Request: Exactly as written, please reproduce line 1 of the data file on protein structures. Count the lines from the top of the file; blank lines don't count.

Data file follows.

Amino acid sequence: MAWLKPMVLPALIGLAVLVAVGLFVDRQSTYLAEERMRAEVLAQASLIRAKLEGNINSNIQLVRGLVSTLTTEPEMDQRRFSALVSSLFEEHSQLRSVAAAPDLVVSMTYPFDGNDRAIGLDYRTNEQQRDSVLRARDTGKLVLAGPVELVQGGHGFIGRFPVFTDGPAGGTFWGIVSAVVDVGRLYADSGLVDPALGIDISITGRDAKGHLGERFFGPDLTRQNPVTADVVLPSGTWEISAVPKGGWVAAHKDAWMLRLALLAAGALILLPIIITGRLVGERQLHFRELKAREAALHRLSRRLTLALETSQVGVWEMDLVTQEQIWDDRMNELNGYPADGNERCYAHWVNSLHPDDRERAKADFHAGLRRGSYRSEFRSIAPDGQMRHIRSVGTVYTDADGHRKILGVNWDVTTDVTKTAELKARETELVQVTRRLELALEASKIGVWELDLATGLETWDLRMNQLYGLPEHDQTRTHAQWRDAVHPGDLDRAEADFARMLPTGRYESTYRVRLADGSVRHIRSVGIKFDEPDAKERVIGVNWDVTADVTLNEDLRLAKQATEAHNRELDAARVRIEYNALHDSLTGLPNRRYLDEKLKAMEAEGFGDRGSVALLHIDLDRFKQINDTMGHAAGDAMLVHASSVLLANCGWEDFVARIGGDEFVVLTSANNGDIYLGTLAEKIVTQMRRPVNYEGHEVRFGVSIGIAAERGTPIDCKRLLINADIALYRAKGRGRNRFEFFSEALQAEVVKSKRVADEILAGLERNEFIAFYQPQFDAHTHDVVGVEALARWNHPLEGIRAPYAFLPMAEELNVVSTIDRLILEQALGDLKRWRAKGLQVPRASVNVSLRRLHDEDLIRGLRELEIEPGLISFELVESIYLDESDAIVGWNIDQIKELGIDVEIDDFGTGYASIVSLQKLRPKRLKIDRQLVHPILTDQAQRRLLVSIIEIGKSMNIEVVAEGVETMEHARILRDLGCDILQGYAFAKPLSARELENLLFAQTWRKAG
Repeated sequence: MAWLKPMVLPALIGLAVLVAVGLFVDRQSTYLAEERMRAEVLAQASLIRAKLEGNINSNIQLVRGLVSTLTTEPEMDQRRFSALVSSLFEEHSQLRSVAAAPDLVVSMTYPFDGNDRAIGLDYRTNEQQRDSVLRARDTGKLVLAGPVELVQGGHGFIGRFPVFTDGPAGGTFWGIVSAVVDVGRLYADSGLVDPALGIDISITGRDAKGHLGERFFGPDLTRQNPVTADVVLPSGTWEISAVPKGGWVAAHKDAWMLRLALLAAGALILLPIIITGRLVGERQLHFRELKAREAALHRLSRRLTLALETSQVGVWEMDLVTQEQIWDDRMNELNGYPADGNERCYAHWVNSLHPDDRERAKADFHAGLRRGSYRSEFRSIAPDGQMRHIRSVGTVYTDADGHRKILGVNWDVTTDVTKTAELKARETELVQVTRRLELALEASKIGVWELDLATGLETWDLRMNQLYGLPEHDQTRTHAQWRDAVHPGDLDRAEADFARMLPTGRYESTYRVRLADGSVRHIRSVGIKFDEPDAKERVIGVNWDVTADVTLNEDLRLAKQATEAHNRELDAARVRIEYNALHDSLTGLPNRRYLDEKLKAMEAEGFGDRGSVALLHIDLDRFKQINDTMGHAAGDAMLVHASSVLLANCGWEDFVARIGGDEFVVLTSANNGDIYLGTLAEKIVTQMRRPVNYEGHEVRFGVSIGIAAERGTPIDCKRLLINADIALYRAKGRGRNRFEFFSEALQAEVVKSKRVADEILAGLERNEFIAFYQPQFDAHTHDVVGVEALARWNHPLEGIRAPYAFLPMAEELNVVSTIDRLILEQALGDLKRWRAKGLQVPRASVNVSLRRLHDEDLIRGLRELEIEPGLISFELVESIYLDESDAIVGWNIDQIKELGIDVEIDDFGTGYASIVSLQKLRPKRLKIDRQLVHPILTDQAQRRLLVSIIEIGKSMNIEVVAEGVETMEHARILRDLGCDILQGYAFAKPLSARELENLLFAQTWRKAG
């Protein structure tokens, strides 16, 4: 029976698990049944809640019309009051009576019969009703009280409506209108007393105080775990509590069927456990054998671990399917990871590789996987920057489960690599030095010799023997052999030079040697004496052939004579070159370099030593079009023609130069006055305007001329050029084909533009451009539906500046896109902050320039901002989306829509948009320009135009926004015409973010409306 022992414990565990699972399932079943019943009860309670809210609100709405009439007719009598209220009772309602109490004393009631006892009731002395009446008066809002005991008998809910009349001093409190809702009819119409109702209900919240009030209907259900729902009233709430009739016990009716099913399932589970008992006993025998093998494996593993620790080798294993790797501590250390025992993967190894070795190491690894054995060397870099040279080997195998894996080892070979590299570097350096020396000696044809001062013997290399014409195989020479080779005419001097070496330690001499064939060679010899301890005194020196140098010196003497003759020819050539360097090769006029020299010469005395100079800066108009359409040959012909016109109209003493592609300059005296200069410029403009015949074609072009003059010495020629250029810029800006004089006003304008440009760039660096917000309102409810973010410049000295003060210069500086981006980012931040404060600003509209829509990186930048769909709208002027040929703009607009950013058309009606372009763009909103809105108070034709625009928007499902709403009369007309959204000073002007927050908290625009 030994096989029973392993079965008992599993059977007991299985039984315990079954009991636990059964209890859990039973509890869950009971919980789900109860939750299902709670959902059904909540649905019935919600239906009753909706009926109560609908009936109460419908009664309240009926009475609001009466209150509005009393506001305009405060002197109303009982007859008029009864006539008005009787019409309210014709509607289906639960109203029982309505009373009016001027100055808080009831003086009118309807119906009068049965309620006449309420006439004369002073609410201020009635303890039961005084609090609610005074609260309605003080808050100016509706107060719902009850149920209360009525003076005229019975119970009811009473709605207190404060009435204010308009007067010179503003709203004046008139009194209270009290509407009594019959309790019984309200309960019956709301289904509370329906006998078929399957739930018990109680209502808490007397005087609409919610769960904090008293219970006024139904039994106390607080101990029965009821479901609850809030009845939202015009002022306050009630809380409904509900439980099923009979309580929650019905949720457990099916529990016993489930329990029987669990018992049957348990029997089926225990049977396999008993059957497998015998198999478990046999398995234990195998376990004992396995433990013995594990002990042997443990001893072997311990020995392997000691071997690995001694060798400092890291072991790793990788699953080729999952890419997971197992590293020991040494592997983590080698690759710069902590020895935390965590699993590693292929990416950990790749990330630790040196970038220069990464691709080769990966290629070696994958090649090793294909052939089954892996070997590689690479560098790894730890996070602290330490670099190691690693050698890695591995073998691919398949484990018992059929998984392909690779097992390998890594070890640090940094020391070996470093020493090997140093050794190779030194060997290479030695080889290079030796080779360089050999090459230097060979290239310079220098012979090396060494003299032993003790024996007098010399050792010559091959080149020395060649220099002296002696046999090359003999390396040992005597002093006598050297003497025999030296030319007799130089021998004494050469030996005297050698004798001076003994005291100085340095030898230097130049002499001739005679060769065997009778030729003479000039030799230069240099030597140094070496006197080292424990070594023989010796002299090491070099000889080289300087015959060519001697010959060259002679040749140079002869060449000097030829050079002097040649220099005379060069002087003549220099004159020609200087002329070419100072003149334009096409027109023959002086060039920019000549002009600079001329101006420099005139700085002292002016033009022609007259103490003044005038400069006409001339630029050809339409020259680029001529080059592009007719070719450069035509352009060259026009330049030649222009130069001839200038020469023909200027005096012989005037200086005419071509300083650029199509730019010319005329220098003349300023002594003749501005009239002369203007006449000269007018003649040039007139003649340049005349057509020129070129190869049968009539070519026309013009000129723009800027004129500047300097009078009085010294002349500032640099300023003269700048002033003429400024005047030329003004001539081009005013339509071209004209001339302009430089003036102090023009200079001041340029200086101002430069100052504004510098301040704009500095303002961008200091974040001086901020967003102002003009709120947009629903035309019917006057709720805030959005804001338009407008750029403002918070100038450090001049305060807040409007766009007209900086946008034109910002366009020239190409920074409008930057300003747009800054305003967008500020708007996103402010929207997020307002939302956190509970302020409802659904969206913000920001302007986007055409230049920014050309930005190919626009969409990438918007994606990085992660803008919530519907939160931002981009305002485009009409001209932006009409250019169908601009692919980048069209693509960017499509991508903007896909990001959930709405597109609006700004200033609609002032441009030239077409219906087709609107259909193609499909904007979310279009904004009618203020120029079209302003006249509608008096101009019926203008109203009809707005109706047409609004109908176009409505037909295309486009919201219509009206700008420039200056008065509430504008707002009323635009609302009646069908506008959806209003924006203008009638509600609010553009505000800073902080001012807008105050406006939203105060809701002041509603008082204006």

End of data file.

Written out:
Amino acid sequence: MAWLKPMVLPALIGLAVLVAVGLFVDRQSTYLAEERMRAEVLAQASLIRAKLEGNINSNIQLVRGLVSTLTTEPEMDQRRFSALVSSLFEEHSQLRSVAAAPDLVVSMTYPFDGNDRAIGLDYRTNEQQRDSVLRARDTGKLVLAGPVELVQGGHGFIGRFPVFTDGPAGGTFWGIVSAVVDVGRLYADSGLVDPALGIDISITGRDAKGHLGERFFGPDLTRQNPVTADVVLPSGTWEISAVPKGGWVAAHKDAWMLRLALLAAGALILLPIIITGRLVGERQLHFRELKAREAALHRLSRRLTLALETSQVGVWEMDLVTQEQIWDDRMNELNGYPADGNERCYAHWVNSLHPDDRERAKADFHAGLRRGSYRSEFRSIAPDGQMRHIRSVGTVYTDADGHRKILGVNWDVTTDVTKTAELKARETELVQVTRRLELALEASKIGVWELDLATGLETWDLRMNQLYGLPEHDQTRTHAQWRDAVHPGDLDRAEADFARMLPTGRYESTYRVRLADGSVRHIRSVGIKFDEPDAKERVIGVNWDVTADVTLNEDLRLAKQATEAHNRELDAARVRIEYNALHDSLTGLPNRRYLDEKLKAMEAEGFGDRGSVALLHIDLDRFKQINDTMGHAAGDAMLVHASSVLLANCGWEDFVARIGGDEFVVLTSANNGDIYLGTLAEKIVTQMRRPVNYEGHEVRFGVSIGIAAERGTPIDCKRLLINADIALYRAKGRGRNRFEFFSEALQAEVVKSKRVADEILAGLERNEFIAFYQPQFDAHTHDVVGVEALARWNHPLEGIRAPYAFLPMAEELNVVSTIDRLILEQALGDLKRWRAKGLQVPRASVNVSLRRLHDEDLIRGLRELEIEPGLISFELVESIYLDESDAIVGWNIDQIKELGIDVEIDDFGTGYASIVSLQKLRPKRLKIDRQLVHPILTDQAQRRLLVSIIEIGKSMNIEVVAEGVETMEHARILRDLGCDILQGYAFAKPLSARELENLLFAQTWRKAG